Fans of Tina Turner should hotfoot it to the Savoy Theatre to catch the limited run of Soul Sister. It’s ‘inspired’ by the life, times and music of Ike and Tina Turner, and all the hits are there, from the soul classics of the 60s to the chart toppers of the 80s, and the performances are spectacular. Soul Sister may fail miserably as musical theatre – the life and times are drearily depicted – but if it’s the music you want then this is simply the best.
Tina tells us, in one of many annoying projections that interrupt rather than add to the songs, that the stories about her and Ike only “scratch the surface”: an idea that Pete Brooks and John Miller, who devised the piece, seem to take as given and don’t desire to change. It’s a shame that with such an emotive story of rags to riches (and that turbulent love affair along the way) they make so little of the material.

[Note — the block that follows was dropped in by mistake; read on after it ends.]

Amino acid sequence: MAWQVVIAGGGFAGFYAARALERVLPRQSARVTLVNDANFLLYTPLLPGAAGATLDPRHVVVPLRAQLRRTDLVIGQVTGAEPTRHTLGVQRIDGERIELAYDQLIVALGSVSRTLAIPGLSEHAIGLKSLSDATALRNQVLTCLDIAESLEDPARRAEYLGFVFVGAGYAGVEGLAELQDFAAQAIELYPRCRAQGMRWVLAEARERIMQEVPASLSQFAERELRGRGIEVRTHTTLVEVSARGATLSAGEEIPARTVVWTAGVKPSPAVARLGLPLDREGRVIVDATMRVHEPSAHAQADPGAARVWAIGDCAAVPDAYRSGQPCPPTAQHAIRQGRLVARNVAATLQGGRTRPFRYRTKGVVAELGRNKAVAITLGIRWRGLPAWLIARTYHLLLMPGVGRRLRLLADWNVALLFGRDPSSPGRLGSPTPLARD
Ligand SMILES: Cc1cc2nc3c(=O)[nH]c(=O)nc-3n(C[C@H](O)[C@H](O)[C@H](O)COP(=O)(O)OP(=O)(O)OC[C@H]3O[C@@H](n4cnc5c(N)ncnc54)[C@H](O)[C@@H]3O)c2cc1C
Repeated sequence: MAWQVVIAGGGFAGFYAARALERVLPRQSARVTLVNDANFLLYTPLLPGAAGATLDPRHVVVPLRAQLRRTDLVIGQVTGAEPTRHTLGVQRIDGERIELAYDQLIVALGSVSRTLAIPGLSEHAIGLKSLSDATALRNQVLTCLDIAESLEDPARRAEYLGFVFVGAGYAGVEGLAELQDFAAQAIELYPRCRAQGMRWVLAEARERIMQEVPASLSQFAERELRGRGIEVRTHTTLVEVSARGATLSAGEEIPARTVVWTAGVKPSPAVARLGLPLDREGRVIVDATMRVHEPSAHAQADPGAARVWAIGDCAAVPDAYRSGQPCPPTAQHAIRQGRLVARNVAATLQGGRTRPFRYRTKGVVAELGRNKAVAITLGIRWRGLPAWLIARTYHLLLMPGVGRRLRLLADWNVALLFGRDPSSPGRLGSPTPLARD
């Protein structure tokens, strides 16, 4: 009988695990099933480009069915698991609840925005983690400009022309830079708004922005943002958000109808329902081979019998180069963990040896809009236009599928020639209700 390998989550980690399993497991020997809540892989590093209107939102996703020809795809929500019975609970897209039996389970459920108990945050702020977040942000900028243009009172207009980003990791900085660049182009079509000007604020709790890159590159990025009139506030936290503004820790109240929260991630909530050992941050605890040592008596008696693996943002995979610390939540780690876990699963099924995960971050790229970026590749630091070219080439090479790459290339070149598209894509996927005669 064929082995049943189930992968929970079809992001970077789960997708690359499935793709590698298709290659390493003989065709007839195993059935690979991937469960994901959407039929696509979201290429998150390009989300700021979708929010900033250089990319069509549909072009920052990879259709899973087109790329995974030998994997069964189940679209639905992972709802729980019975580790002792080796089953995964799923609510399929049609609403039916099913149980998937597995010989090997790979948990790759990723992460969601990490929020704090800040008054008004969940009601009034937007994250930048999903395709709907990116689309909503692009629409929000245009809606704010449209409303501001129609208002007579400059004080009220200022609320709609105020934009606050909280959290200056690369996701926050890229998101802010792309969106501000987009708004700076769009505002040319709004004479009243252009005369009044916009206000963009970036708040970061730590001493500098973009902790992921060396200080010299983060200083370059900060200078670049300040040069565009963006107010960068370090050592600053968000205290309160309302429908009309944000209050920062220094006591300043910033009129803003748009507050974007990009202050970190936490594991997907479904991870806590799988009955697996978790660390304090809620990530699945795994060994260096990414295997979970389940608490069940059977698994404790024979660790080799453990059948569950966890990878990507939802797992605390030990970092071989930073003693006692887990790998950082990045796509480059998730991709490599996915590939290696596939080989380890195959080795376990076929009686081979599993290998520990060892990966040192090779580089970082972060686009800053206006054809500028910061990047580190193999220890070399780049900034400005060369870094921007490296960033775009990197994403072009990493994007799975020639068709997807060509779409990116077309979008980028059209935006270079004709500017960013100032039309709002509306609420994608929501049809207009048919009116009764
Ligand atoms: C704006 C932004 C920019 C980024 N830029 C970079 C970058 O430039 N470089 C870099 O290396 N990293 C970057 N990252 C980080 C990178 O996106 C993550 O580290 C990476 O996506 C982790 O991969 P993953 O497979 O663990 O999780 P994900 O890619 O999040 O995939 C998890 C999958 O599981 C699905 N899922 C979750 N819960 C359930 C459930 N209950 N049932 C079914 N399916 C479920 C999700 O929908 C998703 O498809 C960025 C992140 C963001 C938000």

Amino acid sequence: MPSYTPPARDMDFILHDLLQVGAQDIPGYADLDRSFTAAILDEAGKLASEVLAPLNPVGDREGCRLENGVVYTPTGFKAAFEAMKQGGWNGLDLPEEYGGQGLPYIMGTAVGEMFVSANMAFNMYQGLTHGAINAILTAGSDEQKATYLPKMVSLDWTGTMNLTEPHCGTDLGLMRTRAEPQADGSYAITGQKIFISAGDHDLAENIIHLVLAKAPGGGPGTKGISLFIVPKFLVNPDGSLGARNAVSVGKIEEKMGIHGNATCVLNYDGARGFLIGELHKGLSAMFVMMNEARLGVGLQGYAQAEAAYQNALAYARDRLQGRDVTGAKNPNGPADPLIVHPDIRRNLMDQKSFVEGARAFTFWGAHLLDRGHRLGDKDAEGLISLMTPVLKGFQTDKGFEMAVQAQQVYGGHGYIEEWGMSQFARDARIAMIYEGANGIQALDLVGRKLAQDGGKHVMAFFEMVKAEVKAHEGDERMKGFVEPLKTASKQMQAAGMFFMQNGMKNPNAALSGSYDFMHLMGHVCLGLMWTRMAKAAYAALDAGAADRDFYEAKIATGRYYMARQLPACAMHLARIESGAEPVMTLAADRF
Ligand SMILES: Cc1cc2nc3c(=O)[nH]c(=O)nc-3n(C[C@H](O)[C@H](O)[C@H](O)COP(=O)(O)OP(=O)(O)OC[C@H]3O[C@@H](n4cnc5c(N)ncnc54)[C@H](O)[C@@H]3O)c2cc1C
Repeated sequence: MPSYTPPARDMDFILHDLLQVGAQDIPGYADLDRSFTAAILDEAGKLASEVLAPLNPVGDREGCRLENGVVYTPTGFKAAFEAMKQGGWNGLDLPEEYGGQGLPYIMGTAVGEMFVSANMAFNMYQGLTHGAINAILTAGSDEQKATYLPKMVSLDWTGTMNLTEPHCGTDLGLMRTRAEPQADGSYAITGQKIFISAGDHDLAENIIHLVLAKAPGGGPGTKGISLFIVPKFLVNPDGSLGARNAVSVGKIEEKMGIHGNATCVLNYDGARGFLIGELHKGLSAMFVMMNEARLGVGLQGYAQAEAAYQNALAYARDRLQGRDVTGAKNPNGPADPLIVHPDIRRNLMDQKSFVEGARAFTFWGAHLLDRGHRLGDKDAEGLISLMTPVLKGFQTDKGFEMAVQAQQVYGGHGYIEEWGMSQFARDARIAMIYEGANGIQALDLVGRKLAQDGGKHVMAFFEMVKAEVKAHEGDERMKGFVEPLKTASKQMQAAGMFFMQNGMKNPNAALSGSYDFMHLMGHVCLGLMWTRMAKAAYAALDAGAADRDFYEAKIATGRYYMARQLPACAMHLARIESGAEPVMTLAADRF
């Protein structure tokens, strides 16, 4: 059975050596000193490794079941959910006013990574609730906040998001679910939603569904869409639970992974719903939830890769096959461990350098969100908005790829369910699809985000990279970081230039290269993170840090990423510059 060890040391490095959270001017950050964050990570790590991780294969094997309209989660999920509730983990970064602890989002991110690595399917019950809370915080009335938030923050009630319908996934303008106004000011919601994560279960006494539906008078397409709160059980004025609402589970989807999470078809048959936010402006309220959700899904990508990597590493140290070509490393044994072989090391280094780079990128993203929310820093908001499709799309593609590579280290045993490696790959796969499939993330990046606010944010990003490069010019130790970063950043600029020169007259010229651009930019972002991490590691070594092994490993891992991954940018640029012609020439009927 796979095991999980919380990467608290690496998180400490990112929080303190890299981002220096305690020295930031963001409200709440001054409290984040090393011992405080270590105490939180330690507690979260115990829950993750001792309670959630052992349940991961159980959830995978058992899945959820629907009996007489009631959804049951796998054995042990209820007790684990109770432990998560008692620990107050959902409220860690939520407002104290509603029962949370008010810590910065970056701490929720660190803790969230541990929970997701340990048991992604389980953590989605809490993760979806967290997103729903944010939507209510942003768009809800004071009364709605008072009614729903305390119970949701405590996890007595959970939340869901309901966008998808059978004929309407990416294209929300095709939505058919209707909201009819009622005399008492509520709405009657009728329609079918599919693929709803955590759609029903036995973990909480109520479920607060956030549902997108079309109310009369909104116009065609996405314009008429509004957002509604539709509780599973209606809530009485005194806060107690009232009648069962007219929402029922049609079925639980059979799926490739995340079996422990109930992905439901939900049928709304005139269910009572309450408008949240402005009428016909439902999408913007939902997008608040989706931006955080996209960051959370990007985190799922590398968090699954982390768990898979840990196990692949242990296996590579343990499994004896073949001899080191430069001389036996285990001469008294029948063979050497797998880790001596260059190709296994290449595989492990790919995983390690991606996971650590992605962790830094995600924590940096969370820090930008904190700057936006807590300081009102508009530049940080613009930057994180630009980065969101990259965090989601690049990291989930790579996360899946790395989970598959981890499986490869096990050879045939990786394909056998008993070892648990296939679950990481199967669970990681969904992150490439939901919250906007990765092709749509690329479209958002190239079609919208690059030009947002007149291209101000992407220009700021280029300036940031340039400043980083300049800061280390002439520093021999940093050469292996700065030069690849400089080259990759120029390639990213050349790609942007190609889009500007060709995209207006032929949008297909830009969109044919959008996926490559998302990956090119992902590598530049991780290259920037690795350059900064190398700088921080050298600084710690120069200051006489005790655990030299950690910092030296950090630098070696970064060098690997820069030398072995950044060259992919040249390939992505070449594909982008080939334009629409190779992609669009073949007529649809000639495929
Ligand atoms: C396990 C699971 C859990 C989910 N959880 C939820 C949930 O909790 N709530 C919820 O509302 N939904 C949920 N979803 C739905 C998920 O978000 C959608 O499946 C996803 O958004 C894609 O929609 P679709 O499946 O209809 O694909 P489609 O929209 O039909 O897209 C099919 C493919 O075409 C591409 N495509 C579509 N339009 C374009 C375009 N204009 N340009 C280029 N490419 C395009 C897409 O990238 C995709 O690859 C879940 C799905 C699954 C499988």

Attempts to paste topics as diverse as Buddhism and women’s rights over Ike and Tina’s personal stories are unsatisfying and vaguely insulting. Worse, the production gives the cast very little chance to make a mark with its acting skills. Emi Wokoma and Chris Tummings, who take on the lead roles, try their hardest but have shamefully little to work with.
Thankfully, shortly into the second half, any attempt to tell a story is abandoned and Soul Sister becomes a true tribute act. Backed by a superb band, Wokoma can get on with singing and this she does fantastically. It’s not just a matter of the mannerisms and the big wig – it’s more the big noise that she can make. Wokoma’s vocals put heart into the evening and her stunning sound saves the night.
Until 1 October 2012
Photo by Marilyn Kingwill
Written 24 August 2012 for The London Magazine